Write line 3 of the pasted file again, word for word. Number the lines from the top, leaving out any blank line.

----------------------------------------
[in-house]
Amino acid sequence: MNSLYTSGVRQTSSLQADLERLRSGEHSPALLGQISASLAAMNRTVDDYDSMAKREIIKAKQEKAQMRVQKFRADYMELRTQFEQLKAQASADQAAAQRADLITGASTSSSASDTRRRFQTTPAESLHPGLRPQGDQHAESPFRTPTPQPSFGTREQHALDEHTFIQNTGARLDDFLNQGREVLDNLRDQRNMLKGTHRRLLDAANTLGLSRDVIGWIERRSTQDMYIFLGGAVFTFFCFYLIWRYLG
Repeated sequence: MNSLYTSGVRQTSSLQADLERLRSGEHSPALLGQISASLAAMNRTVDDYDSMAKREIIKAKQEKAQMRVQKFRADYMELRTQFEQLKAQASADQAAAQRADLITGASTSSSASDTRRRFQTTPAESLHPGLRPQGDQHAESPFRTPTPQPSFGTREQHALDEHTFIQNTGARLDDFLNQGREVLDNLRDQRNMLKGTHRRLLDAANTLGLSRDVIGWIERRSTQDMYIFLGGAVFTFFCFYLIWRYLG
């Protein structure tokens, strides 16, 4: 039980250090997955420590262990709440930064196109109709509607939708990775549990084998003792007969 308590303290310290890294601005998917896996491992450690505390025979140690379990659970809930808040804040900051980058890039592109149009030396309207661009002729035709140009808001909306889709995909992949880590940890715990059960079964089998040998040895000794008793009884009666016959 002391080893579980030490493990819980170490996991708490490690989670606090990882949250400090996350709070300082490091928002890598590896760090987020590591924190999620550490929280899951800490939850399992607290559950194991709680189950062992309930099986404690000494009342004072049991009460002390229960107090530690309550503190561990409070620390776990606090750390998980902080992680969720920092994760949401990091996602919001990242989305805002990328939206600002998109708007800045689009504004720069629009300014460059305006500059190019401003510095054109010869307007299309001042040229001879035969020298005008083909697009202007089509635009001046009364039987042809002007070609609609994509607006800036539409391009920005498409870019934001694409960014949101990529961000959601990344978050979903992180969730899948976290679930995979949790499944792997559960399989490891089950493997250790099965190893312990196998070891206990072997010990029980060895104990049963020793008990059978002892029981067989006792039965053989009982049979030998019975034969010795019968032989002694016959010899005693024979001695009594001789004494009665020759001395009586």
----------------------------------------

Repeated sequence: MNSLYTSGVRQTSSLQADLERLRSGEHSPALLGQISASLAAMNRTVDDYDSMAKREIIKAKQEKAQMRVQKFRADYMELRTQFEQLKAQASADQAAAQRADLITGASTSSSASDTRRRFQTTPAESLHPGLRPQGDQHAESPFRTPTPQPSFGTREQHALDEHTFIQNTGARLDDFLNQGREVLDNLRDQRNMLKGTHRRLLDAANTLGLSRDVIGWIERRSTQDMYIFLGGAVFTFFCFYLIWRYLG